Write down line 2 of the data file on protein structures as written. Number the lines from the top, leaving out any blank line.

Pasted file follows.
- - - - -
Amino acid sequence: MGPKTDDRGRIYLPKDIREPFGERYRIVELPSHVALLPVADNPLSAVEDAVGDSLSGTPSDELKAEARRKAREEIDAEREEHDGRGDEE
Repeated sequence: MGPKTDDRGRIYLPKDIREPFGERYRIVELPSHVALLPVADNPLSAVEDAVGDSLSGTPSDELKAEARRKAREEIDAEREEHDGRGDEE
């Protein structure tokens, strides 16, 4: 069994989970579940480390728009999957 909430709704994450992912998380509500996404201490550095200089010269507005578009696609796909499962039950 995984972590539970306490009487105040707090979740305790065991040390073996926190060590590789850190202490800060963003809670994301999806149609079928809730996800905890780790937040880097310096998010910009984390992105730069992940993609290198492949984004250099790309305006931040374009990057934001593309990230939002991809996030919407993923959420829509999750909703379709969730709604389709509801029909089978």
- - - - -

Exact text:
Repeated sequence: MGPKTDDRGRIYLPKDIREPFGERYRIVELPSHVALLPVADNPLSAVEDAVGDSLSGTPSDELKAEARRKAREEIDAEREEHDGRGDEE